I would have suffered a bigger loss than those had Romania stayed in the top ten, but the blessed last country to announce pushed Ovi & Paula down to 12th, on which I can only say: sLOVEnia.

      • Sounds like our portfolios were similar in a lot of ways. Happy to hear you shared my opinion on Armenia top10 as an overpriced banker – although I must admit that I got slightly worried after the sub-par performance.

        Also I acknowledge how lucky I got when Romania were pushed out of the top10. Had big bets both laying top10 and backing a 11-20th finish, and am still baffled by the fact that they were so close.

      • John G

        I ljubav sLOVEnia after last night too. My Spain top 10 was a cliffhanger all evening. I’m also glad of a cheeky ew bet on Austria when they were 40/1.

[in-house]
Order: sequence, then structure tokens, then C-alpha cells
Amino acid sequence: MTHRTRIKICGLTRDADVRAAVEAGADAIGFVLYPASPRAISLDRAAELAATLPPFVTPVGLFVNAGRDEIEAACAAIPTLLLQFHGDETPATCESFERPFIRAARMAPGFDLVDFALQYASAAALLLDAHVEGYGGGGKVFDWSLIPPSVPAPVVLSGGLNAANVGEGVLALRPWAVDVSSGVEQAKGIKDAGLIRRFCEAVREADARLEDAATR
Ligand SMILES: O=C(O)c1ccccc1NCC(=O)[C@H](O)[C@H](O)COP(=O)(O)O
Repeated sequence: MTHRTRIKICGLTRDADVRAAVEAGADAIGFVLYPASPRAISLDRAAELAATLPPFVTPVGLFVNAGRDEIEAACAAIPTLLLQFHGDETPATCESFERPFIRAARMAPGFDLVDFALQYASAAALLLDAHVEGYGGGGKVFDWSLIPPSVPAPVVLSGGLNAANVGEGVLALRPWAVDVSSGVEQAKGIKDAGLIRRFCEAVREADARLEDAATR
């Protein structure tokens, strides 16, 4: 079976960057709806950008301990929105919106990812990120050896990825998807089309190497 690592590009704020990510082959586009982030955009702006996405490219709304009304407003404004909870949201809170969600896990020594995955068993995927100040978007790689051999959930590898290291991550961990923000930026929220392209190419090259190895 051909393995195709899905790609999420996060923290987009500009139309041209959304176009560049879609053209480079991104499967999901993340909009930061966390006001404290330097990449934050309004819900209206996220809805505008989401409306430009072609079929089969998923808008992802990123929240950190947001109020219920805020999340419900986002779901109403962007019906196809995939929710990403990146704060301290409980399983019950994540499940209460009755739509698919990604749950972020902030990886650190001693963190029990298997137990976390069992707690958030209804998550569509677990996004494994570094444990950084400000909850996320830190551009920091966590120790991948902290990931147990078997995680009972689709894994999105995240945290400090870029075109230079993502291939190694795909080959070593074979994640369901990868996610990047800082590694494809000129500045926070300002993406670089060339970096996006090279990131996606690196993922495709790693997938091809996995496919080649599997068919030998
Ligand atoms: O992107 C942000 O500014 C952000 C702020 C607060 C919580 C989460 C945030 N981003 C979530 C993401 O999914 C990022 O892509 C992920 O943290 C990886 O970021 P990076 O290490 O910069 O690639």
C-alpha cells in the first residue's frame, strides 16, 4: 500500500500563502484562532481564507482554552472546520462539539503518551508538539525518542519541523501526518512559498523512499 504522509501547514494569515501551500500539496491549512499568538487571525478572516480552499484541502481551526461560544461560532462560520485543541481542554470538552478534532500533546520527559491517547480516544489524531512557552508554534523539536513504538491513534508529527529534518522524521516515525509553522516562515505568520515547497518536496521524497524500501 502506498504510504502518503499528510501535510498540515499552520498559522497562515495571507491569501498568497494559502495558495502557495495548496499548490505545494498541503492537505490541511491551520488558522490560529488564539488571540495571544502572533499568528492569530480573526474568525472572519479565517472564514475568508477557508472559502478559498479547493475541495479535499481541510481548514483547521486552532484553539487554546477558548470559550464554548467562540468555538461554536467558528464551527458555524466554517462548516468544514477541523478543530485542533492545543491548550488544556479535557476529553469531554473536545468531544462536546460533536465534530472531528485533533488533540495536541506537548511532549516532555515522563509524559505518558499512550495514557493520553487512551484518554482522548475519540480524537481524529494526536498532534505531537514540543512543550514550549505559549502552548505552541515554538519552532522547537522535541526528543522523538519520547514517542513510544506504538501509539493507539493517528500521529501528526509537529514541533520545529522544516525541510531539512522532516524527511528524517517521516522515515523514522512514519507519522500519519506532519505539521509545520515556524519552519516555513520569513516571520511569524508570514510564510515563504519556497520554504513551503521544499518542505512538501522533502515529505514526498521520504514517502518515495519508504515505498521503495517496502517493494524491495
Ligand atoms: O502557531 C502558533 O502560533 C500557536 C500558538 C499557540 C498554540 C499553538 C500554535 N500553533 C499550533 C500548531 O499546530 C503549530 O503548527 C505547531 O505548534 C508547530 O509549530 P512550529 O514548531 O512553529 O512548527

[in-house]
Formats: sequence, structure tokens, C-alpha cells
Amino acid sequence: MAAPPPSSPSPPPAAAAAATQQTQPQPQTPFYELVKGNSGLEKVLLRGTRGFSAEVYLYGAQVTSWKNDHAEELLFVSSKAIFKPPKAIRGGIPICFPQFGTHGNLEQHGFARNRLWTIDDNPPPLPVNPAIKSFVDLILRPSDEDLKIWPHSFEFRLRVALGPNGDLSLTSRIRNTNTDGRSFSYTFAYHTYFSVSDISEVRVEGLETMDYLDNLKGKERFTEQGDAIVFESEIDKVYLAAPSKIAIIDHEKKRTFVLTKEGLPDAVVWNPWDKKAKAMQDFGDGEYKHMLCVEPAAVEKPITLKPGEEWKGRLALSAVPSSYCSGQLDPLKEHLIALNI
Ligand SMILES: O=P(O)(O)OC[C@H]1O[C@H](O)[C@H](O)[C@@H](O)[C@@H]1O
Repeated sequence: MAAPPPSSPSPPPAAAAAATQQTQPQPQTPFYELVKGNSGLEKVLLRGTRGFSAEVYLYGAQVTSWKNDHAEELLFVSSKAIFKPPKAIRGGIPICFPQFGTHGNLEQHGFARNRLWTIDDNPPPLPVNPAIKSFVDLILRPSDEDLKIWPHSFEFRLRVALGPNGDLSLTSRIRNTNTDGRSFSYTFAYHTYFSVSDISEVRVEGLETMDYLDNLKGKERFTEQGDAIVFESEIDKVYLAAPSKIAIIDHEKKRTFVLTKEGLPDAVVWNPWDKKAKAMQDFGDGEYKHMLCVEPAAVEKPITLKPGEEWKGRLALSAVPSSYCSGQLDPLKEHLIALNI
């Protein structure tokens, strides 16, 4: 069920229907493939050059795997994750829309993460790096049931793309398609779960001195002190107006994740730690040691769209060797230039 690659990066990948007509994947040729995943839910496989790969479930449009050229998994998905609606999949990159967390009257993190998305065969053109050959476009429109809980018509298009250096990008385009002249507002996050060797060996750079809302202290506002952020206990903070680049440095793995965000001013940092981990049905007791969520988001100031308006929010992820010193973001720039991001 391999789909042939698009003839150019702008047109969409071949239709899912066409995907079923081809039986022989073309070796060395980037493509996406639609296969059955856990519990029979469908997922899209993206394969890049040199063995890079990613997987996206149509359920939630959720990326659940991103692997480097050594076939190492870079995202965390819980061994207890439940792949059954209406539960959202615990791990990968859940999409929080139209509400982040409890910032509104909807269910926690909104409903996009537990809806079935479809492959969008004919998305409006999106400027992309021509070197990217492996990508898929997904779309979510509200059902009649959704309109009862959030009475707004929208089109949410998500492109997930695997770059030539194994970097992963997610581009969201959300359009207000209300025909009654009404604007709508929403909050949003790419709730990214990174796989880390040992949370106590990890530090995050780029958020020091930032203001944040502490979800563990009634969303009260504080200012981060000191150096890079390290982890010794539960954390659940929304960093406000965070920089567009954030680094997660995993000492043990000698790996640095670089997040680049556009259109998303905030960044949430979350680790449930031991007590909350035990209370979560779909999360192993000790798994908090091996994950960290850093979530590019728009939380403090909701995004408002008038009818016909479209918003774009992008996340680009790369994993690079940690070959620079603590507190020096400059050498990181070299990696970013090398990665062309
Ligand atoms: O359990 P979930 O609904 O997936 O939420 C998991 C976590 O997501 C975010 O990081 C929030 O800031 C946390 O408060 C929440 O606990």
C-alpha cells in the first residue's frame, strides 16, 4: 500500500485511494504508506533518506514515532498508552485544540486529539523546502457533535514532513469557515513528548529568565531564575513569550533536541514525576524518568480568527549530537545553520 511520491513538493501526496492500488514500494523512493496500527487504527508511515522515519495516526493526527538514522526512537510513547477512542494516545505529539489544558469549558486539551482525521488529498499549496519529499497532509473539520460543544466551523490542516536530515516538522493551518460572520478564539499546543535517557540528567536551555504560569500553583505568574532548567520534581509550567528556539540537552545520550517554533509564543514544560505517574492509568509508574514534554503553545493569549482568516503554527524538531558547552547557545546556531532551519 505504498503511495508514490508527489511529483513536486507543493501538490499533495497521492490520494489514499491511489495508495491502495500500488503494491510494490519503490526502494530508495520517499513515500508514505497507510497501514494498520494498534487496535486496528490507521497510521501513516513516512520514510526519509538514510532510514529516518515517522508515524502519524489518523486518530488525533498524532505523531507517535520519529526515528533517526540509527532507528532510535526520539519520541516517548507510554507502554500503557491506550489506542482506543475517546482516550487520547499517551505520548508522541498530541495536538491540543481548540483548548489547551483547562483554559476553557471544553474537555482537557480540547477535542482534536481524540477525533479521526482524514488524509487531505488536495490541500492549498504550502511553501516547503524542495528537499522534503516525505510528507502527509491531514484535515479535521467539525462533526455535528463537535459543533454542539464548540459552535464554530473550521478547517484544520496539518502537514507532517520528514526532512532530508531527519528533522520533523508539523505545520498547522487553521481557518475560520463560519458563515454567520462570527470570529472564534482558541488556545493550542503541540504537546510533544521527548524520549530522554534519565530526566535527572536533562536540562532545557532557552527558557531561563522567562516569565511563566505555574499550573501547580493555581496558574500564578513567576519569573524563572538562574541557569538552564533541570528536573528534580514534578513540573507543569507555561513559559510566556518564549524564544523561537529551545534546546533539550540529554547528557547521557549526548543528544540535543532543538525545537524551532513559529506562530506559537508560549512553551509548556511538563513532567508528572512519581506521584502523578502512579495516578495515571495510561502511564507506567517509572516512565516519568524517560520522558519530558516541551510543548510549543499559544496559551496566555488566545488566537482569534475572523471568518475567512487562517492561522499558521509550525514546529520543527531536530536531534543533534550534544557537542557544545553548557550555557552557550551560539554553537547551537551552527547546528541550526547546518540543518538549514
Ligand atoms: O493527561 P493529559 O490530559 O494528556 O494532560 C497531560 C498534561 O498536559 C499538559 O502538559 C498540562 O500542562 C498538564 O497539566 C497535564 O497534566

Still, as another poster has said, message of this year might be ‘probably don’t back the big 6’ on big money.

        By the way, the Armenian and Azeri jury votes are shockingly blatant. Each other last, then their rivals in the betting at the bottom, then top marks to their buddies. Not even trying to hide it, – very lucky not to get penalised this year. I’d say they may if it happens again. The Georgian jury ban is a good sign for that at least.

  • Kelly Ann

    My biggest frustration last night is that Finland just missed out on top 10 (which I’d bet on them to do)! I knew all along it was simply too strong a song to end up in the second half of the scoreboard, if only it had just got a few more votes!